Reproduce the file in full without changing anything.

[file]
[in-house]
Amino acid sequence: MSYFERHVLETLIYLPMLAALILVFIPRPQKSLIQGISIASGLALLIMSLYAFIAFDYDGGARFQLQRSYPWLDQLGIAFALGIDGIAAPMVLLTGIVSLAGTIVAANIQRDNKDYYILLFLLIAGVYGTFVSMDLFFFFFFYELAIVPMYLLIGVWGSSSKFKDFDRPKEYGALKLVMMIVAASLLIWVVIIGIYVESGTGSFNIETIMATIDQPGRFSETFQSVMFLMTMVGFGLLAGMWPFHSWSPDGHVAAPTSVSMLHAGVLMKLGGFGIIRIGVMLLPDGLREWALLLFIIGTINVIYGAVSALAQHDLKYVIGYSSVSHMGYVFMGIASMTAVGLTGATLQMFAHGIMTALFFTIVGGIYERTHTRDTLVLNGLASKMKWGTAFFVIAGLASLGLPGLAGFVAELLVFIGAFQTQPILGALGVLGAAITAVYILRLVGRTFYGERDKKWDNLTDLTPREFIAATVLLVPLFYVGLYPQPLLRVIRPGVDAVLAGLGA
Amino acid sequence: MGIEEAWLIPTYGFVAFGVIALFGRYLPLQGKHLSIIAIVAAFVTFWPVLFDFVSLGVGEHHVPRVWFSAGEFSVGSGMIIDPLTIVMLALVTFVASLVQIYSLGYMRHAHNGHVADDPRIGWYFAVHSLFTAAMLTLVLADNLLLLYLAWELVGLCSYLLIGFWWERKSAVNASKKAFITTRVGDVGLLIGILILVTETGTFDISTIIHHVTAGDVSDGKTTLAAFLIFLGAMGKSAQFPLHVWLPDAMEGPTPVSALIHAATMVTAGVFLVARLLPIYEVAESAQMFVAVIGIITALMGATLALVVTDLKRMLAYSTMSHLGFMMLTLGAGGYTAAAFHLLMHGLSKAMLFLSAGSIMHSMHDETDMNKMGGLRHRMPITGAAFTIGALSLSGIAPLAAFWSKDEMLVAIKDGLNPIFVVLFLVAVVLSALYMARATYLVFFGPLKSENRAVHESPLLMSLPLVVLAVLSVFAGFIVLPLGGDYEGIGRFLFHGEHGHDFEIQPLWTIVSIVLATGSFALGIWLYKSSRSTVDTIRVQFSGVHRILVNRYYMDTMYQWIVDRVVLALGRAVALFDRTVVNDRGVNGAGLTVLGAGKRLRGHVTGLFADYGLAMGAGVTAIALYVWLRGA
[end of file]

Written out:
[in-house]
Amino acid sequence: MSYFERHVLETLIYLPMLAALILVFIPRPQKSLIQGISIASGLALLIMSLYAFIAFDYDGGARFQLQRSYPWLDQLGIAFALGIDGIAAPMVLLTGIVSLAGTIVAANIQRDNKDYYILLFLLIAGVYGTFVSMDLFFFFFFYELAIVPMYLLIGVWGSSSKFKDFDRPKEYGALKLVMMIVAASLLIWVVIIGIYVESGTGSFNIETIMATIDQPGRFSETFQSVMFLMTMVGFGLLAGMWPFHSWSPDGHVAAPTSVSMLHAGVLMKLGGFGIIRIGVMLLPDGLREWALLLFIIGTINVIYGAVSALAQHDLKYVIGYSSVSHMGYVFMGIASMTAVGLTGATLQMFAHGIMTALFFTIVGGIYERTHTRDTLVLNGLASKMKWGTAFFVIAGLASLGLPGLAGFVAELLVFIGAFQTQPILGALGVLGAAITAVYILRLVGRTFYGERDKKWDNLTDLTPREFIAATVLLVPLFYVGLYPQPLLRVIRPGVDAVLAGLGA
Amino acid sequence: MGIEEAWLIPTYGFVAFGVIALFGRYLPLQGKHLSIIAIVAAFVTFWPVLFDFVSLGVGEHHVPRVWFSAGEFSVGSGMIIDPLTIVMLALVTFVASLVQIYSLGYMRHAHNGHVADDPRIGWYFAVHSLFTAAMLTLVLADNLLLLYLAWELVGLCSYLLIGFWWERKSAVNASKKAFITTRVGDVGLLIGILILVTETGTFDISTIIHHVTAGDVSDGKTTLAAFLIFLGAMGKSAQFPLHVWLPDAMEGPTPVSALIHAATMVTAGVFLVARLLPIYEVAESAQMFVAVIGIITALMGATLALVVTDLKRMLAYSTMSHLGFMMLTLGAGGYTAAAFHLLMHGLSKAMLFLSAGSIMHSMHDETDMNKMGGLRHRMPITGAAFTIGALSLSGIAPLAAFWSKDEMLVAIKDGLNPIFVVLFLVAVVLSALYMARATYLVFFGPLKSENRAVHESPLLMSLPLVVLAVLSVFAGFIVLPLGGDYEGIGRFLFHGEHGHDFEIQPLWTIVSIVLATGSFALGIWLYKSSRSTVDTIRVQFSGVHRILVNRYYMDTMYQWIVDRVVLALGRAVALFDRTVVNDRGVNGAGLTVLGAGKRLRGHVTGLFADYGLAMGAGVTAIALYVWLRGA